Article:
Down memory lane – we’ve seen the New Black Panthers in these parts before

Shabazz, Shabazz, I thought…where have I heard that name before? A-ha! Remember the Duke lacrosse case? Seems like Barack Obama is not the only one who can’t let a good crisis go to waste. From the blog “Sweetness and Light”, circa 2006:

Malik Zulu Shabazz, a Washington lawyer who is the leader of the New Panthers, said he will be in Durham to rally with local black leaders and monitor progress of the criminal case against Collin Finnerty and Reade Seligmann, the two students charged with raping and kidnapping the dancer.

Well, it sounded good then.  And for the record, Malik Shabazz and King Shabazz are two different people (I guess). As for the intimidation on display in Philadelphia? Not a new tactic. You make the call…

“We are conducting an independent investigation, and we intend to enter the campus and interview lacrosse players,” Shabazz said Thursday. “We seek to ensure an adequate, strong and vigorous prosecution.”

A flier distributed by the group this week displays photos of Finnerty and Seligmann and calls for those who have “had enough of disrespect and racism from Duke” to assemble at the front gates of the university’s West Campus at 10 a.m.

Asked whether his followers will be armed when they come to Duke, Shabazz chuckled and said, “I don’t know if I can comment on that.”

Here’s how it went when they got there, from The Chronicle:

Approximately 20 members of the New Black Panther Party for Self Defense demonstrated at the West Campus gates in support of the exotic dancer who alleged she was raped by three members of the men’s lacrosse team.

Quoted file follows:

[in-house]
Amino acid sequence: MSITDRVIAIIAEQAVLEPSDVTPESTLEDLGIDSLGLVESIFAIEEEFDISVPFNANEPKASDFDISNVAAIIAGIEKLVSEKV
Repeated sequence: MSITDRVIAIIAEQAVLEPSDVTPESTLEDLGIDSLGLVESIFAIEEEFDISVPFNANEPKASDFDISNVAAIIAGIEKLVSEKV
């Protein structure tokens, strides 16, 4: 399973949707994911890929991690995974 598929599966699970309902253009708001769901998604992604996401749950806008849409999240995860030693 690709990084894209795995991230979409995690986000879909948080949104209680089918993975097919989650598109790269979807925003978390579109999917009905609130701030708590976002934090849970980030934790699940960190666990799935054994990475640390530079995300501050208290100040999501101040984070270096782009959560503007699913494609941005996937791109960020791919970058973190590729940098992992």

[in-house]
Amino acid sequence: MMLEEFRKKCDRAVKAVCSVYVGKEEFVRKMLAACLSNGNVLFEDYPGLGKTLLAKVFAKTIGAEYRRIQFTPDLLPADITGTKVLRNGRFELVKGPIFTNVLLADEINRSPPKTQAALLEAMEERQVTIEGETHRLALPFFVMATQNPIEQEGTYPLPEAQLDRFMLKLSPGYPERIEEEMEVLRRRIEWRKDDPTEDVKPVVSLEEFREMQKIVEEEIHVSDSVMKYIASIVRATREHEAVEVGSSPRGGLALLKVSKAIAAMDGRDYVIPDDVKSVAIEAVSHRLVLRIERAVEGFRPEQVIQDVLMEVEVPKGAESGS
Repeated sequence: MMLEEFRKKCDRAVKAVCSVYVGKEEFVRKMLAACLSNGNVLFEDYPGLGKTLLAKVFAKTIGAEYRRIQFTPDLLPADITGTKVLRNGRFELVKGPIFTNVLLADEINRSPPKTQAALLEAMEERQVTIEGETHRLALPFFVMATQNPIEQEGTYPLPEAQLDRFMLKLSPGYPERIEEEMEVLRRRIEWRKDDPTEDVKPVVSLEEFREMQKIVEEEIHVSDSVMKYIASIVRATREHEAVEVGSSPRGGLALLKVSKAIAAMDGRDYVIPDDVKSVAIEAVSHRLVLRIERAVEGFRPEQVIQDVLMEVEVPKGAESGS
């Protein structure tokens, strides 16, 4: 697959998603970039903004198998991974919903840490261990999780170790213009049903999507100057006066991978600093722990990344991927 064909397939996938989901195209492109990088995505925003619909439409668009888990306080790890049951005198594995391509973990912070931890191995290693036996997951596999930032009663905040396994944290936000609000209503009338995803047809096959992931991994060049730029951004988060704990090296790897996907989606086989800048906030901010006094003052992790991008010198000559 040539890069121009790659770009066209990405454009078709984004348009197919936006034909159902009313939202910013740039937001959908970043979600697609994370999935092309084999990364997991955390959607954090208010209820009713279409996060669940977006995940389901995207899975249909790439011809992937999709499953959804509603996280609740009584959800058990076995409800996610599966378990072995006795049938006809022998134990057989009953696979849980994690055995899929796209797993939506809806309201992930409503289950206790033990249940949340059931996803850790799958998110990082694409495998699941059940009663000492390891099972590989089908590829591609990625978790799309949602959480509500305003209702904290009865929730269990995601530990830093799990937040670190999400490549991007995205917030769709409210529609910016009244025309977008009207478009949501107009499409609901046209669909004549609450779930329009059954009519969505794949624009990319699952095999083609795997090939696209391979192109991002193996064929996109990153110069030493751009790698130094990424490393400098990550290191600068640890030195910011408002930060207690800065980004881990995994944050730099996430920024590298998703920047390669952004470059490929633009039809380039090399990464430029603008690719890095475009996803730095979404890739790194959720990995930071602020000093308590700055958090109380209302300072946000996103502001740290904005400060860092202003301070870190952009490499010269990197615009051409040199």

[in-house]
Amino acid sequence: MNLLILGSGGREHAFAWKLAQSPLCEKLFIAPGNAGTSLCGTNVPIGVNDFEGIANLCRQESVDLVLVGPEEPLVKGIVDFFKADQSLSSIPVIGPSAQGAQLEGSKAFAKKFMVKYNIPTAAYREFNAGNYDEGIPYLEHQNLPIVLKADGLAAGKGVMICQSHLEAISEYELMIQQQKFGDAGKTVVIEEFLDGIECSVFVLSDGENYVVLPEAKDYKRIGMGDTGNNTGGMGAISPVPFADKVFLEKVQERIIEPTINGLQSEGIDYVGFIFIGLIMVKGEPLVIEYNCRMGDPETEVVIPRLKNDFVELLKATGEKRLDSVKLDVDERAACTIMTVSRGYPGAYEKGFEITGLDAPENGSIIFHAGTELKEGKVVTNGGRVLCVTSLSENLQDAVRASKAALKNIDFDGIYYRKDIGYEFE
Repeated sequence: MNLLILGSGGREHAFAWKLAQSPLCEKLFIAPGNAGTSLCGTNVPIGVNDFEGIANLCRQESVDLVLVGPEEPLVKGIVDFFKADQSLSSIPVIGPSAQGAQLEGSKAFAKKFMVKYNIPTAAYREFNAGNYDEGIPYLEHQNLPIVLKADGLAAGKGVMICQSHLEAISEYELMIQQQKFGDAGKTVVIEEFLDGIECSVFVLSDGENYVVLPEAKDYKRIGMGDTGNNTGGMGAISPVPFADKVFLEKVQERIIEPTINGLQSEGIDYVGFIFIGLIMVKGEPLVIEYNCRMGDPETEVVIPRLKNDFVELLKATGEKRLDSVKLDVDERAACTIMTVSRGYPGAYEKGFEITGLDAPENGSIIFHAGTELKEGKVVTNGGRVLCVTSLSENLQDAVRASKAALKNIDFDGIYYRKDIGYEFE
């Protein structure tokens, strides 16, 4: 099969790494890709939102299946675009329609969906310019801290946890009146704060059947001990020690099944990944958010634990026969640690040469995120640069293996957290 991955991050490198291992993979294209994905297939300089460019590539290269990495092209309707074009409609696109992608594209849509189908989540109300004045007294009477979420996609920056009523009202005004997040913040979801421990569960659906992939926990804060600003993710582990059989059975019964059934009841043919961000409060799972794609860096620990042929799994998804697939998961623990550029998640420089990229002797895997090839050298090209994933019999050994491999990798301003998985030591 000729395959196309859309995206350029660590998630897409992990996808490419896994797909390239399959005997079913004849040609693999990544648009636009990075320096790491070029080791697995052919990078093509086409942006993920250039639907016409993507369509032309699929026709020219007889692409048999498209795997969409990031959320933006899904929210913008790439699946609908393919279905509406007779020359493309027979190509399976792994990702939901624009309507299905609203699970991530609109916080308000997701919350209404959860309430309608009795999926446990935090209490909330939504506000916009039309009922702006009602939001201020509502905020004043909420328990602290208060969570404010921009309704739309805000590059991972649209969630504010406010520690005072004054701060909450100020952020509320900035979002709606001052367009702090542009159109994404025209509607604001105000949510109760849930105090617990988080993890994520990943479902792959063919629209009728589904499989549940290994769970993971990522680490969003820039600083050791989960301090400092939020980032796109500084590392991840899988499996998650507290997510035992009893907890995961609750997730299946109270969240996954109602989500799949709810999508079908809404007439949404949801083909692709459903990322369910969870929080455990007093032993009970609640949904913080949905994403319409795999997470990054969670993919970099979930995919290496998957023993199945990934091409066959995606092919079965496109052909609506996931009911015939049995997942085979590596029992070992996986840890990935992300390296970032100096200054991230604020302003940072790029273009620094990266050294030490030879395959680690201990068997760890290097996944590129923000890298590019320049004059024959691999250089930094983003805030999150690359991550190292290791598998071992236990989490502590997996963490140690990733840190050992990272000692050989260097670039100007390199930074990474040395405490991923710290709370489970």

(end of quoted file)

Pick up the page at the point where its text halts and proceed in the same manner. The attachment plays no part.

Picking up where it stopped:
The group arrived at 10:05 a.m. in more than 20 cars, pulling simultaneously up to the curb at the Green Zone overflow parking lot on Duke University Road.

Before starting a formal press conference at the entrance to the University, demonstrators conferred in a huddle in the parking lot for about 30 minutes. They were surrounded by NBPP members-wearing black boots, fatigues, bulletproof vests and berets with NBPP logos-who kept bystanders at bay.

OK, so far so good. The bullet proof vests were a little overdone, unless they had heard about the high crime in Durham and felt a need to be prepared. Then they went to a rally at an A.M.E. church about a block from North Carolina Central University. Located in Durham only a couple of miles from Duke, NCCU is a traditionally black university where the lacrosse player accuser went to school. Here’s how things went at a little friendlier venue. Remember, Malik Shabazz was the keynote speaker. Again, from The Chronicle:

St. Joseph’s African Methodist Episcopal Church was abuzz Monday evening as the group led a town hall meeting for Durham’s black community. Many in the audience cheered the new Panthers’ attacks on Zionism, capitalism and white Americans.

From the pulpit, NBPP officials said they had come to Durham to share their revolutionary message and defend the accuser in the Duke rape case. They said the media has unfairly portrayed them as violent hooligans.

“All they will tell you is that we’re carrying guns,” said Minister Hashim Nzinga, NBPP’s national chief of staff.

Violent hooligans? That hardly seems fair…

Another NBPP official, spokesman Yusuf Shabazz, expanded on his party’s anti-Semitic black separatist agenda. He added that the party would use violent means to increase the power of blacks and create an independent territory he called “New Africa.”

“Anytime a white man grabs a rifle and stands up for his liberty and wife, he’s a hero.” Yusuf Shabazz said. “We’ll kill everybody in a household, we’ll kill everybody on our block.”

Incredibly, the leaders of the NBPP were also allowed to meet with the prosecutor in the case, the now disbarred Mike Nifong, who reviewed the case and discussed the evidence with them. Nifong and all the blacks in the area were either in support of these thugs or silent, but a few did manage to distinguish themselves. From WRAL online:

The accuser’s mother in the case told WRAL that family members did not ask the group to come to Durham, and they do not want their help.

And a final commentary on the New Black Panthers from the People’s Republic of Chapel Hill:

“What they do is come into a community and exploit the pain,” said UNC associate professor Michael Waltman.

Or, at the risk of repeating, they never waste a good crisis.

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